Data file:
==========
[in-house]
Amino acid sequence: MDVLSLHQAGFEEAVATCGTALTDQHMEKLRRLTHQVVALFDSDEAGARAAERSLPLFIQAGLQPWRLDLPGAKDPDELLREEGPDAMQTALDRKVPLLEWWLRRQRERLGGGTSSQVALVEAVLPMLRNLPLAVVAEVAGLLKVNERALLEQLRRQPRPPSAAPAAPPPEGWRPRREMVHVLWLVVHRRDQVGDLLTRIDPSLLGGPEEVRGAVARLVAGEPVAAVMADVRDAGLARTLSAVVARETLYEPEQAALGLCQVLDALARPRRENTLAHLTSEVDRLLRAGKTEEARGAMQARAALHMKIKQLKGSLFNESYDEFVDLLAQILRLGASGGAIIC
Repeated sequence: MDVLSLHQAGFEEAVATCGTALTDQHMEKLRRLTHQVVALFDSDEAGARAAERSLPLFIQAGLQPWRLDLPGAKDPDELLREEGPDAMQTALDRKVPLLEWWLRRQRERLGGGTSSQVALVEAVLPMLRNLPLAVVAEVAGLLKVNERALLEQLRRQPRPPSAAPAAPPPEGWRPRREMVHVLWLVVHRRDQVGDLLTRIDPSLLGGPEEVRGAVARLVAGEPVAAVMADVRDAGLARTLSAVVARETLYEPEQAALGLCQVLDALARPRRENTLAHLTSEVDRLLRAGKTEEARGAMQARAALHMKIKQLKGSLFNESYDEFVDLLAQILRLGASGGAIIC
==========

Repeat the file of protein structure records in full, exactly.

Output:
[in-house]
Amino acid sequence: MDVLSLHQAGFEEAVATCGTALTDQHMEKLRRLTHQVVALFDSDEAGARAAERSLPLFIQAGLQPWRLDLPGAKDPDELLREEGPDAMQTALDRKVPLLEWWLRRQRERLGGGTSSQVALVEAVLPMLRNLPLAVVAEVAGLLKVNERALLEQLRRQPRPPSAAPAAPPPEGWRPRREMVHVLWLVVHRRDQVGDLLTRIDPSLLGGPEEVRGAVARLVAGEPVAAVMADVRDAGLARTLSAVVARETLYEPEQAALGLCQVLDALARPRRENTLAHLTSEVDRLLRAGKTEEARGAMQARAALHMKIKQLKGSLFNESYDEFVDLLAQILRLGASGGAIIC
Repeated sequence: MDVLSLHQAGFEEAVATCGTALTDQHMEKLRRLTHQVVALFDSDEAGARAAERSLPLFIQAGLQPWRLDLPGAKDPDELLREEGPDAMQTALDRKVPLLEWWLRRQRERLGGGTSSQVALVEAVLPMLRNLPLAVVAEVAGLLKVNERALLEQLRRQPRPPSAAPAAPPPEGWRPRREMVHVLWLVVHRRDQVGDLLTRIDPSLLGGPEEVRGAVARLVAGEPVAAVMADVRDAGLARTLSAVVARETLYEPEQAALGLCQVLDALARPRRENTLAHLTSEVDRLLRAGKTEEARGAMQARAALHMKIKQLKGSLFNESYDEFVDLLAQILRLGASGGAIIC